Austria has also already said it will make Covid-19 vaccines compulsory next February, Belgium is also considering it and Greece on Tuesday said it will make vaccination obligatory for those over 60.

But for Spain, strict Covid-19 vaccination rules have never been on the table, having said from the start that getting the Covid-19 jabs was voluntary. 

There’s also a huge legal implication to imposing such a rule which Spanish courts are unlikely to look on favourably. 

Stricter Covid restrictions and the country’s two states of alarm, the first resulting in a full national lockdown from March to May 2020, have both been deemed unconstitutional by Spain’s Constitutional Court. 

READ ALSO: Could Spain lock down its unvaccinated or make Covid vaccines compulsory?

The Covid-19 health pass to access indoor public spaces was also until recently consistently rejected by regional high courts for breaching fundamental rights, although judges have changed their stance favouring this Covid certificate over old Covid-19 restrictions that affect the whole population.

MAP: Which regions in Spain now require a Covid health pass for daily affairs?

“In Spain what we have to do is to continue vaccinating as we have done until now” Darias added. 

“Spaniards understand that vaccines are not only a right, they are an obligation because we protect others with them”.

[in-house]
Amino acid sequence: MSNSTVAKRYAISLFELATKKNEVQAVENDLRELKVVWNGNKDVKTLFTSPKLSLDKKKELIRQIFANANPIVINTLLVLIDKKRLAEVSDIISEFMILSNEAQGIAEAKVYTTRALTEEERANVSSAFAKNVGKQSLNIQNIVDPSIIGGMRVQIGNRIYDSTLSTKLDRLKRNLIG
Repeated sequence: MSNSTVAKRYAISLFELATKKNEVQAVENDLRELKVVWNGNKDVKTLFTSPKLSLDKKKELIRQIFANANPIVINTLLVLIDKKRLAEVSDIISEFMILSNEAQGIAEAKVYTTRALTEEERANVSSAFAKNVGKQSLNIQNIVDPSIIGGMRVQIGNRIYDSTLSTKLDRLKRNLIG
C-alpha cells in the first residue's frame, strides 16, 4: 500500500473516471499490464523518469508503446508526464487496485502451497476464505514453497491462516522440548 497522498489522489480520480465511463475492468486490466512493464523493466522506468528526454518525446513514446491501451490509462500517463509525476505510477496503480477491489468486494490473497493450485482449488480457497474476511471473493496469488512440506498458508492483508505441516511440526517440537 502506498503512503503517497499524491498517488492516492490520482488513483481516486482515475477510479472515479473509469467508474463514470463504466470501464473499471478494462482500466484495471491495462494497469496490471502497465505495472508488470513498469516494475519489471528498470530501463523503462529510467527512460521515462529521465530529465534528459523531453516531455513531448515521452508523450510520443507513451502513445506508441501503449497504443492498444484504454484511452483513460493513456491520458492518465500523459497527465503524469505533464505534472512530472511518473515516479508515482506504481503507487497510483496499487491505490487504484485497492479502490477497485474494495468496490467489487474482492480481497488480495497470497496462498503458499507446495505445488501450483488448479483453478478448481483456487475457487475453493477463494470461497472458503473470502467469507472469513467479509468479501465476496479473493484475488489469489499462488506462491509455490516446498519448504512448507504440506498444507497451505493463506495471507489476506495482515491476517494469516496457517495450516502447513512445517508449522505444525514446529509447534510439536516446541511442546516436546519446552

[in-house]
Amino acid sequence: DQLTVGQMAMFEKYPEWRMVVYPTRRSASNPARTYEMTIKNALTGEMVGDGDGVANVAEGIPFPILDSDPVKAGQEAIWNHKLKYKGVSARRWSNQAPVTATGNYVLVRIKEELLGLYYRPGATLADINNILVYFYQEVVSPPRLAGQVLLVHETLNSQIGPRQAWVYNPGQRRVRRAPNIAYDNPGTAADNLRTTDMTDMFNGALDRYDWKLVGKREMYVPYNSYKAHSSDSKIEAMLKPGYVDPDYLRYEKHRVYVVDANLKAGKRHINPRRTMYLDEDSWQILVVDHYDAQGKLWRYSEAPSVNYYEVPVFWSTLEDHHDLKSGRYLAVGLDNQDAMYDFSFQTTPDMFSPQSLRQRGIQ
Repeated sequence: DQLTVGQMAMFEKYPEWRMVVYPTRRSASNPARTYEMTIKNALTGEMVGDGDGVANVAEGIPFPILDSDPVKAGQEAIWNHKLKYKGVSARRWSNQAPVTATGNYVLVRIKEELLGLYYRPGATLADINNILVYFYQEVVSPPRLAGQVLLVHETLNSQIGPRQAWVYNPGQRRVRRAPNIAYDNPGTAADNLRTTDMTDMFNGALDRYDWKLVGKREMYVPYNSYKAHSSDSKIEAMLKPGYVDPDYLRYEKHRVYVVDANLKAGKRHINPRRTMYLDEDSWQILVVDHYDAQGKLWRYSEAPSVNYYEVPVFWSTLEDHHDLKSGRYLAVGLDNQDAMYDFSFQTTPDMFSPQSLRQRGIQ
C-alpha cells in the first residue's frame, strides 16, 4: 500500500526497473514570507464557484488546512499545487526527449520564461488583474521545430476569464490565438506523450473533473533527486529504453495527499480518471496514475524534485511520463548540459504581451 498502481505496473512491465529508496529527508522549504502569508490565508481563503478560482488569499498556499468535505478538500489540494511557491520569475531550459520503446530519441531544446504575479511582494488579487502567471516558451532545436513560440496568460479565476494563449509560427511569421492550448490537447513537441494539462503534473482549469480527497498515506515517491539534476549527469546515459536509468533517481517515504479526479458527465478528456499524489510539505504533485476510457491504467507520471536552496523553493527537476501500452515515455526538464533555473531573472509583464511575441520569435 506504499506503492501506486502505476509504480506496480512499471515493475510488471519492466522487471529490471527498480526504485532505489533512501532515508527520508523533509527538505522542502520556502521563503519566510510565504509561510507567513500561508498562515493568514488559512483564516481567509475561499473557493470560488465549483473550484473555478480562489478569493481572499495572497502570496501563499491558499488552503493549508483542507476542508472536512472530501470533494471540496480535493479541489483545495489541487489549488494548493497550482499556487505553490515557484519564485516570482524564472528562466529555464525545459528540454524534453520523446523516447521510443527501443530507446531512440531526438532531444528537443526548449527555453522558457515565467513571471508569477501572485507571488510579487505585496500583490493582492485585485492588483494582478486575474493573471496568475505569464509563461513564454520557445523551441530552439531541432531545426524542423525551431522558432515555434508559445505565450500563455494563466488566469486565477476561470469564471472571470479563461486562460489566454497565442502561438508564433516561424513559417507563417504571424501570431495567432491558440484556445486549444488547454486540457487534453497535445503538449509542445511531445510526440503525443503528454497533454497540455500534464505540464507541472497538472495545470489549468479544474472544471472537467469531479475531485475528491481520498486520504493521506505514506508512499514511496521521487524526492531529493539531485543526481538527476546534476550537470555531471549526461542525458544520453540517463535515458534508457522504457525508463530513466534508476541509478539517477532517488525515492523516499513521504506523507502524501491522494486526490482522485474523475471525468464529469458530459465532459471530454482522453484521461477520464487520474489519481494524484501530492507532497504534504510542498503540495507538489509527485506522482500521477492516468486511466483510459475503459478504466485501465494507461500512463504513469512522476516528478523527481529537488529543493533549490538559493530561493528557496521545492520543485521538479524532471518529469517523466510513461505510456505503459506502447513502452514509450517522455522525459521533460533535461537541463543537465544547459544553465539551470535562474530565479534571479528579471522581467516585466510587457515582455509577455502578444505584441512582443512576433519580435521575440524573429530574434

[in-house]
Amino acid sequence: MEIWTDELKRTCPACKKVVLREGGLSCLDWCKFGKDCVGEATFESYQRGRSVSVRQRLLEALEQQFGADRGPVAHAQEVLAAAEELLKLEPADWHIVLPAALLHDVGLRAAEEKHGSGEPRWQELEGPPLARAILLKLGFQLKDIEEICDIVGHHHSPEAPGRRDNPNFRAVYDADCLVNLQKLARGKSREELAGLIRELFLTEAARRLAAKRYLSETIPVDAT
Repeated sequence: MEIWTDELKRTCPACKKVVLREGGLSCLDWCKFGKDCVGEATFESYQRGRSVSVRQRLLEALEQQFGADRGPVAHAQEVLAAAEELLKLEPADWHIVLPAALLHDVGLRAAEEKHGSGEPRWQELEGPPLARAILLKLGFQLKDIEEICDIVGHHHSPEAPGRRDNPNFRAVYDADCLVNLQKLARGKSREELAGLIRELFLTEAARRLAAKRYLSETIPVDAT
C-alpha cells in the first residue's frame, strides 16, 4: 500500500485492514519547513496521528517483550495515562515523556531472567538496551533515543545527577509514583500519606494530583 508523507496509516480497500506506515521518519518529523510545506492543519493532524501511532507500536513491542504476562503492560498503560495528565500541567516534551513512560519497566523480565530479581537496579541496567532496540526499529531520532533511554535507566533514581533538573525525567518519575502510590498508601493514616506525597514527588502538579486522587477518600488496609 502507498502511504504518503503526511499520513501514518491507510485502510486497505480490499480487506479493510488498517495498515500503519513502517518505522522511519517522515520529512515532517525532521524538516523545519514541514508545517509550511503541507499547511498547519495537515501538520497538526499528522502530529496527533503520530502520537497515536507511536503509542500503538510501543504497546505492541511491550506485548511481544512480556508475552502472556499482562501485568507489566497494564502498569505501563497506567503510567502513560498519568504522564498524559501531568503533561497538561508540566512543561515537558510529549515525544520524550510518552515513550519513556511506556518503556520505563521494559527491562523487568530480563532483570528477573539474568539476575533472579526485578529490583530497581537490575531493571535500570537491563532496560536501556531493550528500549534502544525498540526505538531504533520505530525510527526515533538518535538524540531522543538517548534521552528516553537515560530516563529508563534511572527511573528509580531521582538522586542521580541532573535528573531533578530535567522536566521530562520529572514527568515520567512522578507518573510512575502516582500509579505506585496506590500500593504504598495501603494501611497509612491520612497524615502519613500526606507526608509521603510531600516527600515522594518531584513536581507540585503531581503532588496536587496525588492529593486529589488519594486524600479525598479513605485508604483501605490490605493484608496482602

What Spanish health authorities are still considering is whether to vaccinate their 5 to 11 year olds after the go-ahead from the European Medicines Agency, with regions such as Madrid claiming they will start vaccinating their young children in December despite there being no official confirmation from Spain’s Vaccine Committee yet.

READ MORE: Will Spain soon vaccinate its children under 12?

Spain’s infection rate continues to rise day by day, jumping 17 points up to 234 cases per 100,000 people on Thursday. There are now also five confirmed cases of the Omicron variant in the country, one through community transmission.

Hospital bed occupancy with Covid patients has also risen slightly nationwide to 3.3 percent, as has ICU Covid occupancy which now stands at 8.4 percent, but the Spanish government insists these figures are “almost three times lower” than during previous waves of the coronavirus pandemic.